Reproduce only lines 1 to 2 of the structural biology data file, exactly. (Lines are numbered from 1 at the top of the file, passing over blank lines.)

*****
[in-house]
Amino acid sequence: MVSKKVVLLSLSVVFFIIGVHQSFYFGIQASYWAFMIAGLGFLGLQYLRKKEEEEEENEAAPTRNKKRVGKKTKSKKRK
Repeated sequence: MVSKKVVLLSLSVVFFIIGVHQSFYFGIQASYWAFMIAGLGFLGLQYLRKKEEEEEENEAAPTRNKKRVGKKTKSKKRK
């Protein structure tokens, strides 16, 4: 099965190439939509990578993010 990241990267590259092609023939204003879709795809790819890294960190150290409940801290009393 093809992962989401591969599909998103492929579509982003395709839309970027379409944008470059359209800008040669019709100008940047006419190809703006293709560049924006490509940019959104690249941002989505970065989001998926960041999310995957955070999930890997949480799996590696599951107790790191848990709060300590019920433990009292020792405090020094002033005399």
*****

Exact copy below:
[in-house]
Amino acid sequence: MVSKKVVLLSLSVVFFIIGVHQSFYFGIQASYWAFMIAGLGFLGLQYLRKKEEEEEENEAAPTRNKKRVGKKTKSKKRK